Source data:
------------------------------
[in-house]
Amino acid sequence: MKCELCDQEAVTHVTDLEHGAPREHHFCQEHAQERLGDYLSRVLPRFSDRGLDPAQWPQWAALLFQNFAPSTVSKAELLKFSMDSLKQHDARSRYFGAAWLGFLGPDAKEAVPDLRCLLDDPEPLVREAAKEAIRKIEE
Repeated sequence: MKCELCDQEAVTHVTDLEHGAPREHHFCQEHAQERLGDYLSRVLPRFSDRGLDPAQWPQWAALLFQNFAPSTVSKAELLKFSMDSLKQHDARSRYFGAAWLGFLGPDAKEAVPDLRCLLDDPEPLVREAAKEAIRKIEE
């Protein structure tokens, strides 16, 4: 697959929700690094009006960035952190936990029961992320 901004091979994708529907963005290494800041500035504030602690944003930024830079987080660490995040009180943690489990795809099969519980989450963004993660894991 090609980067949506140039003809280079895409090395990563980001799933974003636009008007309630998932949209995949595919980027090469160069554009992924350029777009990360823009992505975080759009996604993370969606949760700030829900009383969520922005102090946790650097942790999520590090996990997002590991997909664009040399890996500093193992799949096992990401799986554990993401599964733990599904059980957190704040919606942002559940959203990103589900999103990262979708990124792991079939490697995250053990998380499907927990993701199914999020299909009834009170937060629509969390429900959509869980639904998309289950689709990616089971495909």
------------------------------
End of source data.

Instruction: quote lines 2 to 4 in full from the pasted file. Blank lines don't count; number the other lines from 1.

Amino acid sequence: MKCELCDQEAVTHVTDLEHGAPREHHFCQEHAQERLGDYLSRVLPRFSDRGLDPAQWPQWAALLFQNFAPSTVSKAELLKFSMDSLKQHDARSRYFGAAWLGFLGPDAKEAVPDLRCLLDDPEPLVREAAKEAIRKIEE
Repeated sequence: MKCELCDQEAVTHVTDLEHGAPREHHFCQEHAQERLGDYLSRVLPRFSDRGLDPAQWPQWAALLFQNFAPSTVSKAELLKFSMDSLKQHDARSRYFGAAWLGFLGPDAKEAVPDLRCLLDDPEPLVREAAKEAIRKIEE
């Protein structure tokens, strides 16, 4: 697959929700690094009006960035952190936990029961992320 901004091979994708529907963005290494800041500035504030602690944003930024830079987080660490995040009180943690489990795809099969519980989450963004993660894991 090609980067949506140039003809280079895409090395990563980001799933974003636009008007309630998932949209995949595919980027090469160069554009992924350029777009990360823009992505975080759009996604993370969606949760700030829900009383969520922005102090946790650097942790999520590090996990997002590991997909664009040399890996500093193992799949096992990401799986554990993401599964733990599904059980957190704040919606942002559940959203990103589900999103990262979708990124792991079939490697995250053990998380499907927990993701199914999020299909009834009170937060629509969390429900959509869980639904998309289950689709990616089971495909």